What a delight that we have another week ahead of us soon to bring these ideas back to work and watch them fly toward once distant dreams! Hope we continue to encounter many unexpected melodies along the way!

  8. Susan Alexander

    Dr Weber:

    I hope the kind of workplace you write about already exists in some places, and will become the norm at some point. It’s completely different from what I experienced, from the early 1980s through the late ’90s. The general message, in the places I worked, was essentially the same: “we’re paying you a lot of money for your education and skills, so high performance is expected, and we’re not here to nurture you along.”

    Frightening, I know. Brain circuitry, had anyone brought it up, would have been laughed about. Yet that’s what human beings run on. The fixed mindset that Carol Dweck writes about sees intelligence and skill as static. You either have them or you don’t.

    The trouble with this mindset is that it doesn’t reflect reality. But the growth mindset does. It really is true that we grow and develop incrementally. So doesn’t it make sense for employers to adopt a paradigm consistent with that?

    Of course it does. I suppose many will have to be shown that there’s an huge economic benefit to doing so, and a huge economic downside to the status quo.

    To your question, about keeping growth alive. I think it happens through doing, incremental learning and the feeling of mastery that comes with it. The process of doing and learning and mastering actually feels good. It’s the very thing that brings happiness into our lives. This is the essence of Czikszentmihalyi’s work. Here are two posts that flesh this out: http://bit.ly/uBzAZK + http://bit.ly/vnuvfF

    I don’t think many people recognize the power of being in a loop of doing, learning, and mastery. That’s why I’ve created a memorable model for change that’s based on exactly that. See http://bit.ly/lQrOLf. I see it as my contribution to the mix of what’s known and becoming known about growth and change.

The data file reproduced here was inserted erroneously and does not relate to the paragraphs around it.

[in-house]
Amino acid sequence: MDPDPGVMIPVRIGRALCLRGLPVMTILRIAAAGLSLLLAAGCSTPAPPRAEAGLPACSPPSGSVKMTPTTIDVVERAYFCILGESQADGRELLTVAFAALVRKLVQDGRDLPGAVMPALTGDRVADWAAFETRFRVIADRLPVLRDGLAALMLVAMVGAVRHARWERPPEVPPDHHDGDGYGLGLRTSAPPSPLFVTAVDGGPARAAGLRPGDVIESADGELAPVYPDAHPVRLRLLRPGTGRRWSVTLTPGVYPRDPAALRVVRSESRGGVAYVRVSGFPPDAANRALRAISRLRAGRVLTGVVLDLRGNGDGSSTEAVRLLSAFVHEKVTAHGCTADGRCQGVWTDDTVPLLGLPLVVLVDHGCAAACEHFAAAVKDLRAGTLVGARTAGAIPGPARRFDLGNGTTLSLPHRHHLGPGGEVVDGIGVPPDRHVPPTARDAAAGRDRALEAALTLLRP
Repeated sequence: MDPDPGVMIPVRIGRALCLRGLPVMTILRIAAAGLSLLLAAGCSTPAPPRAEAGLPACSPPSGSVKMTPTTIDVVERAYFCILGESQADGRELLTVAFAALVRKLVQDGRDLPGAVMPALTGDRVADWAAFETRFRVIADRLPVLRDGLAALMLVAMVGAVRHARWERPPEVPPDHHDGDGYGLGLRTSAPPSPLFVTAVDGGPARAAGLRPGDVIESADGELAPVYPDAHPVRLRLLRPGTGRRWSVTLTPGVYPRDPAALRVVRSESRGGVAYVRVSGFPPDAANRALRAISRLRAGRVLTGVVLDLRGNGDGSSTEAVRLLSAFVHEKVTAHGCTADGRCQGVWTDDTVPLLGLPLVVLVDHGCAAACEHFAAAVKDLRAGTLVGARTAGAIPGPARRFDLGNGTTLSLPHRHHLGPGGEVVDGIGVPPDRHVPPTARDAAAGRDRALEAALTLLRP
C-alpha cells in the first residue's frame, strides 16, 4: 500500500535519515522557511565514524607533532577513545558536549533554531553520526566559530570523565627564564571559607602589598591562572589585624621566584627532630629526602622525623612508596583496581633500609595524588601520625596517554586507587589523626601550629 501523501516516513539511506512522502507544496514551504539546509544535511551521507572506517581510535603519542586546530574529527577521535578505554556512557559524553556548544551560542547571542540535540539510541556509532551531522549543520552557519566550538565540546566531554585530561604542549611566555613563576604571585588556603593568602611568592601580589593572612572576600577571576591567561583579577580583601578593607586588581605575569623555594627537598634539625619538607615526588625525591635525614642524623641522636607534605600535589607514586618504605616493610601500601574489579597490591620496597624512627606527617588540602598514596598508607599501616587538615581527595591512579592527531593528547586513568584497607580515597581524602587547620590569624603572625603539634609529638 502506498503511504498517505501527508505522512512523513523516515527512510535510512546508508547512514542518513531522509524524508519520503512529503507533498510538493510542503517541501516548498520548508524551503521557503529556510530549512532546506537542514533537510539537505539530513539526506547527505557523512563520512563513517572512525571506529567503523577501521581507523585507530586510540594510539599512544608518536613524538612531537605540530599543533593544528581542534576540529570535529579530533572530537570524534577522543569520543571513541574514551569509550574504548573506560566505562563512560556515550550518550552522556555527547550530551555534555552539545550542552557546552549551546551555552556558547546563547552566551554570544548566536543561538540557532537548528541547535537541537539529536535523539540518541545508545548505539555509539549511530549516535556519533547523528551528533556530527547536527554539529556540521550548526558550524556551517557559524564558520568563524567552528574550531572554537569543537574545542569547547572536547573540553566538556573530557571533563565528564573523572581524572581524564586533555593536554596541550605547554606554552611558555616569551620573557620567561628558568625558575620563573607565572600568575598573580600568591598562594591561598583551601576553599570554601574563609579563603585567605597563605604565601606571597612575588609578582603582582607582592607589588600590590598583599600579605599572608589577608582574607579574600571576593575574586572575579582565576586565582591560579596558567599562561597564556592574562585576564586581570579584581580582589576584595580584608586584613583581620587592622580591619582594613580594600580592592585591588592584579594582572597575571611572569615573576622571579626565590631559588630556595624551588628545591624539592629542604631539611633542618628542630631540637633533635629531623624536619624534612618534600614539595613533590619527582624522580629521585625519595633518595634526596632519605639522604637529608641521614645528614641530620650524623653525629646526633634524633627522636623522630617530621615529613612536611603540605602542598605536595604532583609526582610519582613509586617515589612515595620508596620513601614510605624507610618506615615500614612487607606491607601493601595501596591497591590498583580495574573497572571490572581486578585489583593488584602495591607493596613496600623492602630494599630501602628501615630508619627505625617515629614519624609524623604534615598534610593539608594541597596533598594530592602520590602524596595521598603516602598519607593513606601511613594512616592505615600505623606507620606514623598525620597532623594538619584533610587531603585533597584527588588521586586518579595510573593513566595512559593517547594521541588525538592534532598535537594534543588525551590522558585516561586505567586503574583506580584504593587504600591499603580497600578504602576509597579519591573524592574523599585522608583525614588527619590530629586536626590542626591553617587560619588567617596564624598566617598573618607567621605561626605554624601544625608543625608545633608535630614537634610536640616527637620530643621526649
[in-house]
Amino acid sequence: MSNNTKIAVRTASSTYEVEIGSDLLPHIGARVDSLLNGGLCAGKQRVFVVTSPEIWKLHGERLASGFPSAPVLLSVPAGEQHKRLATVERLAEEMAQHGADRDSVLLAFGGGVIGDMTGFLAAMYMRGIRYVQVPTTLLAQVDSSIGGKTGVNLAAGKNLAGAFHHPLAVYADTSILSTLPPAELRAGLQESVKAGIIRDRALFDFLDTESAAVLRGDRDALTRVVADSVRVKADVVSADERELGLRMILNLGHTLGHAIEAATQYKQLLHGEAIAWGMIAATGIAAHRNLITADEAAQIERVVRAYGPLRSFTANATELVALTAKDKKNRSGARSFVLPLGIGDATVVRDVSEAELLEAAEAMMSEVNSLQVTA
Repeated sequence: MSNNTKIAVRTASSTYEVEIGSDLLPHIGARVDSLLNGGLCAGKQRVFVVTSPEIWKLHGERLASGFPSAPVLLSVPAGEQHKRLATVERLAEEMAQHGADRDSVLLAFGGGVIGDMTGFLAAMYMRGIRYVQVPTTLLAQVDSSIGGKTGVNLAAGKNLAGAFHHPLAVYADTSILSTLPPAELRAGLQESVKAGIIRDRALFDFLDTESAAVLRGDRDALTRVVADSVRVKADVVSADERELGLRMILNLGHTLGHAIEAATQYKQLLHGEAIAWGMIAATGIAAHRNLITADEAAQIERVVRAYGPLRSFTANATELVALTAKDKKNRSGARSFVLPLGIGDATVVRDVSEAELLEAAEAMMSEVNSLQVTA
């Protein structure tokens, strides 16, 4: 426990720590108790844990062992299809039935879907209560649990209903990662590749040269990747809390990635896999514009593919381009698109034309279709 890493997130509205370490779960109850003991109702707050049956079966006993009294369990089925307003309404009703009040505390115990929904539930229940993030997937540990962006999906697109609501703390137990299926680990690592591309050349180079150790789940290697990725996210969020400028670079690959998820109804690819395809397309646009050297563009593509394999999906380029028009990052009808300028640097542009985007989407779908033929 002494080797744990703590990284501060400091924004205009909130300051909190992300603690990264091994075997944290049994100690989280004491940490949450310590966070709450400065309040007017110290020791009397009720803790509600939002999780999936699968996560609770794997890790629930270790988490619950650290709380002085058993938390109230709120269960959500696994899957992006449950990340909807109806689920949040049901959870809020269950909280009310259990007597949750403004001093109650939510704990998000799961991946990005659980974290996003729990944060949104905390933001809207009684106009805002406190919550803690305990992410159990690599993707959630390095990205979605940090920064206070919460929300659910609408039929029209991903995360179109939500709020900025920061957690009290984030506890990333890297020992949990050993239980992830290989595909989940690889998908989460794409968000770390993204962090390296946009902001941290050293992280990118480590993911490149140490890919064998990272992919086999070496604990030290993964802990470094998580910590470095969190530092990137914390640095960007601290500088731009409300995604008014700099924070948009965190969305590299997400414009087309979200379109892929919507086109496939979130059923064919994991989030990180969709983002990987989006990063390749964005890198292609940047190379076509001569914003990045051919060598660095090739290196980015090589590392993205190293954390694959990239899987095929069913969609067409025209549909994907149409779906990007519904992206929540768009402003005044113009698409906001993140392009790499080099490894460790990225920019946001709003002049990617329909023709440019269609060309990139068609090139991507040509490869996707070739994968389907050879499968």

As always, would love to know your thoughts.


  9. eweber Post author

    Susan you build a good case here for the doing of anything – in ways that change the structure of our brains to ensure more of that growth happens. Great example and thanks for sharing it – we really need leaders like you at the helm

    I also agree with Carol Dweck’s book, Mindset – that some folks “feel that they’ve been over-showcased in their lives, i.e. that the “gifted” label is something they’ve long felt that they had to live up to, and they’ve come to not like it, or how they’re perceived.”

    Loved your notion here of the “doing of change…” in http://bit.ly/nLhQK3 and see that that simple step forward is the beginning of changes in the brain’s circuitry. Imagine a workplace that supported diverse talents in ways that allow people to grow and change incrementally as they embrace what that looks like in dividends personally and organizationally.

    We still have a way to go, and yet the human brain is yielding new triggers to help us each choose to do the change you described so well. What will fuel your own choices to keep growth alive after initial decisions are made?